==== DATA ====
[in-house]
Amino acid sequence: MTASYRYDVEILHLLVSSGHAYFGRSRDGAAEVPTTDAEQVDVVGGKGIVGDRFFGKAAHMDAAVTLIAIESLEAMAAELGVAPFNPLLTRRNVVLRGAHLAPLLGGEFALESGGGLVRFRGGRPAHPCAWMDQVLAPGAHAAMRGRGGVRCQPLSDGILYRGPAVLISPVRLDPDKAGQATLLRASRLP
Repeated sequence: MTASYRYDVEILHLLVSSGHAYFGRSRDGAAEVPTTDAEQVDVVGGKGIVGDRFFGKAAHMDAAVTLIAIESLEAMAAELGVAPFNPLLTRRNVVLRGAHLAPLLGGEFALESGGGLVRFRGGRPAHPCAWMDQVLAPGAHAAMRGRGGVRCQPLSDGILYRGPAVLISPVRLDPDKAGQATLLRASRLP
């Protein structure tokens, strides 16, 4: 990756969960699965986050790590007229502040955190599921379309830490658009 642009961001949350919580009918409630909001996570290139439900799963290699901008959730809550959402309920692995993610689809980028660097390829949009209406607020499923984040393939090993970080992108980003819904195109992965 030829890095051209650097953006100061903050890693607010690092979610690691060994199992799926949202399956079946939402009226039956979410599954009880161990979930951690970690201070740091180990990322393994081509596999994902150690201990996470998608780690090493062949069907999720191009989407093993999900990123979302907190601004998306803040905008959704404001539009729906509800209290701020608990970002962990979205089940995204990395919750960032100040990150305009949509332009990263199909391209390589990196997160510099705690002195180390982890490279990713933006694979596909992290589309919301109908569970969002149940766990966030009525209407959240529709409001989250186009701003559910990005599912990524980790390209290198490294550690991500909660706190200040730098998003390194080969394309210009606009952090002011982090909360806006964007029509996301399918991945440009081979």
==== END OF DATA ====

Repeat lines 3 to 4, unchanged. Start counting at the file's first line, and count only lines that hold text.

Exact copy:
Repeated sequence: MTASYRYDVEILHLLVSSGHAYFGRSRDGAAEVPTTDAEQVDVVGGKGIVGDRFFGKAAHMDAAVTLIAIESLEAMAAELGVAPFNPLLTRRNVVLRGAHLAPLLGGEFALESGGGLVRFRGGRPAHPCAWMDQVLAPGAHAAMRGRGGVRCQPLSDGILYRGPAVLISPVRLDPDKAGQATLLRASRLP
């Protein structure tokens, strides 16, 4: 990756969960699965986050790590007229502040955190599921379309830490658009 642009961001949350919580009918409630909001996570290139439900799963290699901008959730809550959402309920692995993610689809980028660097390829949009209406607020499923984040393939090993970080992108980003819904195109992965 030829890095051209650097953006100061903050890693607010690092979610690691060994199992799926949202399956079946939402009226039956979410599954009880161990979930951690970690201070740091180990990322393994081509596999994902150690201990996470998608780690090493062949069907999720191009989407093993999900990123979302907190601004998306803040905008959704404001539009729906509800209290701020608990970002962990979205089940995204990395919750960032100040990150305009949509332009990263199909391209390589990196997160510099705690002195180390982890490279990713933006694979596909992290589309919301109908569970969002149940766990966030009525209407959240529709409001989250186009701003559910990005599912990524980790390209290198490294550690991500909660706190200040730098998003390194080969394309210009606009952090002011982090909360806006964007029509996301399918991945440009081979």